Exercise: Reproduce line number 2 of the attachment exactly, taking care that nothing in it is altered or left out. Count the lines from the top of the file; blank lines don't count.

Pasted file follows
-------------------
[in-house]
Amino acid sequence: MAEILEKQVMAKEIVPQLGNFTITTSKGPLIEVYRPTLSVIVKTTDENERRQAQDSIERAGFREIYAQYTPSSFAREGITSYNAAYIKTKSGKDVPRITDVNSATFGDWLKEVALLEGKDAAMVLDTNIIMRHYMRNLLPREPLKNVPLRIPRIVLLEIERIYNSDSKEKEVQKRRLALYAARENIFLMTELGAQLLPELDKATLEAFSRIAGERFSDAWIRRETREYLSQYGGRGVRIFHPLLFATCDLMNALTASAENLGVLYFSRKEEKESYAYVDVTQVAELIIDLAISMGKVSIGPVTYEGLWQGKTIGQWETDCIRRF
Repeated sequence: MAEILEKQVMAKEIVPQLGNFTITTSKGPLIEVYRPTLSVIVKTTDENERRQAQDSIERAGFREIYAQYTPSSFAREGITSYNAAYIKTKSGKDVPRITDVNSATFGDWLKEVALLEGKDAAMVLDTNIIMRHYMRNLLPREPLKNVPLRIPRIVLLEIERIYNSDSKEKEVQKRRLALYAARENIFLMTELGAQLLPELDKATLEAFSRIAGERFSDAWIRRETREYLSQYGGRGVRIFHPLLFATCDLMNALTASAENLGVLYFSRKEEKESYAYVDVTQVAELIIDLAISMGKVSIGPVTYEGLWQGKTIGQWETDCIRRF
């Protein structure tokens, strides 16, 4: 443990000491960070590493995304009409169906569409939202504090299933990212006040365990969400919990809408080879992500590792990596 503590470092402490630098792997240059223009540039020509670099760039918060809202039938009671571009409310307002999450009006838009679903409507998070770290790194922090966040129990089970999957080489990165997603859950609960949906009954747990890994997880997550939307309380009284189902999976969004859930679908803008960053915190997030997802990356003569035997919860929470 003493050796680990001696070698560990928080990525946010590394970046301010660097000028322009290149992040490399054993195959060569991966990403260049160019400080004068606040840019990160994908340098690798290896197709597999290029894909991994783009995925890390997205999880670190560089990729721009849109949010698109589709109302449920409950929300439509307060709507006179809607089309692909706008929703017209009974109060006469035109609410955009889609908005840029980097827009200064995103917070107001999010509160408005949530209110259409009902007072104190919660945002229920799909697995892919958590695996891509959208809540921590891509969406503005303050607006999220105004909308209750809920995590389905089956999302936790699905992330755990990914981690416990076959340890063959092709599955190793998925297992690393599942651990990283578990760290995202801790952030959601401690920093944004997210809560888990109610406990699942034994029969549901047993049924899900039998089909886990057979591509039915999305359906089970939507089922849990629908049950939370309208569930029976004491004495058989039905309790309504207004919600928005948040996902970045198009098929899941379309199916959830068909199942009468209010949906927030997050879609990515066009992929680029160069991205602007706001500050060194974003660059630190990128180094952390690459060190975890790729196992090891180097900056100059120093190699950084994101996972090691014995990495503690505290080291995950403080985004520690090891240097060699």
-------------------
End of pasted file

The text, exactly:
Amino acid sequence: MAEILEKQVMAKEIVPQLGNFTITTSKGPLIEVYRPTLSVIVKTTDENERRQAQDSIERAGFREIYAQYTPSSFAREGITSYNAAYIKTKSGKDVPRITDVNSATFGDWLKEVALLEGKDAAMVLDTNIIMRHYMRNLLPREPLKNVPLRIPRIVLLEIERIYNSDSKEKEVQKRRLALYAARENIFLMTELGAQLLPELDKATLEAFSRIAGERFSDAWIRRETREYLSQYGGRGVRIFHPLLFATCDLMNALTASAENLGVLYFSRKEEKESYAYVDVTQVAELIIDLAISMGKVSIGPVTYEGLWQGKTIGQWETDCIRRF